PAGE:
How Cuts in Basic Subway Upkeep Can Make Your Commute Miserable

Good article on unintended effects of reducing maintenance.

Joel

Good Intentions Go Awry

Signal problems happened every day in June. In recent years, union officials and transit workers say, the authority has struggled with the basics of keeping the system in good repair. But at least one effort to ease the problem resulted in unintended consequences.

When Mr. Cuomo declared a state of emergency, he also directed the state Public Service Commission to oversee Consolidated Edison’s efforts to shore up the subway’s power supply. The process required hiring contractors to inspect and repair relay equipment, signals, cables, track circuits and other key parts.

Because work cannot be done on or near the tracks without transit employees acting as “flaggers,” essentially lookouts for oncoming trains, and because there is a shortage of lower-level workers to act as flaggers, skilled signal maintainers were pressed into this task, current and former employees said.

John Chiarello, a subway signal maintainer and representative in Local 100 of the Transport Workers Union, said about 10 percent of the transit authority’s signal maintainers, who are specially trained to take apart and put back together some of the most complex pieces of the subway, were working as support for contractors in November.

Mr. Weinstein said the M.T.A.’s subway action plan is “accelerating signal inspection, maintenance and upgrade projects throughout the system” and added that even if maintainers were acting as flaggers, critical work was being done. “What matters is that more qualified people than ever before are now working to inspect and maintain signal and power components in the subway,” he said.

Misplaced Priorities

Not long before the June 20 electrical breakdown, the M.T.A. cut more than $400 million from its proposed signal funding and added money to pay for station enhancements and other improvements that are priorities of Governor Cuomo.

Mr. Weinstein said the reduction had nothing to do with the governor and resulted from changes in planned signal work.

It was the most recent instance of transit leaders focusing on expenditures such as new subway stations, countdown clocks and Wi-Fi, which improve the rider experience but are small solace to those trapped in stopped trains.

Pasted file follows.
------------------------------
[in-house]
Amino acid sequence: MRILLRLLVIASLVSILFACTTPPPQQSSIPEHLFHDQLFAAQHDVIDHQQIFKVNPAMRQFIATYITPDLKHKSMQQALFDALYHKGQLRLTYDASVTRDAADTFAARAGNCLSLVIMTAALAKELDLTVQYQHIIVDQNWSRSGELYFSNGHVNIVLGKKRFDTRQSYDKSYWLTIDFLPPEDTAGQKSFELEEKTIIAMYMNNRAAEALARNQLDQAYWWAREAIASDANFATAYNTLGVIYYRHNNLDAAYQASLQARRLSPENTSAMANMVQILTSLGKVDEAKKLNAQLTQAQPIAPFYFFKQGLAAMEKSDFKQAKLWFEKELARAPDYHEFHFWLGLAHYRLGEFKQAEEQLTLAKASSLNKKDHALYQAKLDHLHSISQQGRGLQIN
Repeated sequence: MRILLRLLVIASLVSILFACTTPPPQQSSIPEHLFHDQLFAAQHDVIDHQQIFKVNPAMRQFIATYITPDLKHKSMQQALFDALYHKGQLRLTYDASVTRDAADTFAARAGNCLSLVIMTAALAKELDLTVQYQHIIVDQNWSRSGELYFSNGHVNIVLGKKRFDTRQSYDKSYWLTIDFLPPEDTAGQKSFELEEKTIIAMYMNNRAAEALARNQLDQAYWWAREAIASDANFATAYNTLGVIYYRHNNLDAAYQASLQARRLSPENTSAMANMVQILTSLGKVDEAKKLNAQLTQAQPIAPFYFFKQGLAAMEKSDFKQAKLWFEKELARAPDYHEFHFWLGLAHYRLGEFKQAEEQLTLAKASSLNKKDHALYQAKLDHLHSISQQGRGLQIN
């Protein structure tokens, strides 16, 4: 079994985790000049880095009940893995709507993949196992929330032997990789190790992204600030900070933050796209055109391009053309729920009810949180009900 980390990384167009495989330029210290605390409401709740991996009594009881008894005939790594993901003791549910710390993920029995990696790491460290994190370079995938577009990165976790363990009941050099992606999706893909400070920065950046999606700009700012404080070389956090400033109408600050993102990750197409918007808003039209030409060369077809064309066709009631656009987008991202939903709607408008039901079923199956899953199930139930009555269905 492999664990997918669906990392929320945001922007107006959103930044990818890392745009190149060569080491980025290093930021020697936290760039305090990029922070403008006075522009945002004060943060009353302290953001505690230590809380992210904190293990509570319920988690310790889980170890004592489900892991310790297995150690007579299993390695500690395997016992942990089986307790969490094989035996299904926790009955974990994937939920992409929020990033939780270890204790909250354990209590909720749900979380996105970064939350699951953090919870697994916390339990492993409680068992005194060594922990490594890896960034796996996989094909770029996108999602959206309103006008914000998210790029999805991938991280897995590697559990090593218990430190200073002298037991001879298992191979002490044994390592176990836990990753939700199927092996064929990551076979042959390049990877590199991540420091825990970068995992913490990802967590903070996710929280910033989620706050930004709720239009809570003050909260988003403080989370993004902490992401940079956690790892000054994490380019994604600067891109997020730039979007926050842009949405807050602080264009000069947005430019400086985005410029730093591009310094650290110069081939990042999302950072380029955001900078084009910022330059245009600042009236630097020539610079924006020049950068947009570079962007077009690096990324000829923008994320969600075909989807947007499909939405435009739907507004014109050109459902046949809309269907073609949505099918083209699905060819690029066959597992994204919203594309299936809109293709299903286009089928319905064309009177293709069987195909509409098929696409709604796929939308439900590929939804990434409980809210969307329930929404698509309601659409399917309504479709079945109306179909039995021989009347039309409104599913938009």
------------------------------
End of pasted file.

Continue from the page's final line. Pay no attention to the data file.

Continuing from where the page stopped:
Peter S. Kalikow, a former M.T.A. chairman, said keeping the subway in good condition required constant vigilance, though that work receives less attention.

“If you dedicate the Hoyt-Schermerhorn pump room,” Mr. Kalikow said, “you think you get a press conference and anybody shows up?”

Records show that the authority’s signal maintainer work force also has not kept pace with the subway’s demands.

The number of signal problems rose from 2012 to 2016, but the transit authority added just 57 signal maintainers during that period.

Transit leaders also began requiring less frequent inspections of signals in the late 1990s because of a worker shortage, and they never restored the cuts, according to the transit union. Twenty years ago, workers had to inspect signals, many of which date to World War II, every 30 days. Today signals are inspected every 90 days.

The authority also, until recently, offered no standard guidance in how to perform preventive maintenance on the antiquated equipment — and instead left new maintainers to learn on the job, the transit union said. Mr. Weinstein denied that the M.T.A. was not training its workers in basic skills. But current and former signal workers said it was the case.

“The training aspect was limited to a book the manufacturer puts out, ‘Grease this, grease that, put oil here, put oil there,’” Mr. Chiarello said. “So you would get that, but there wasn’t anything formal. You weren’t trained to do maintenance.”

Now the authority is making a concerted effort to improve training, Mr. Chiarello said.

When the authority hires new maintainers, it often cannot keep them for long. Subway signal maintainers toil in dark, rat-infested tunnels, are often called on to work overtime and are paid far less than what they could earn in the private sector. They earn about $35 an hour; an electrician with similar skills can make $60 an hour elsewhere.

Continue reading the main story

via The New York Times http://ift.tt/2oYPf74

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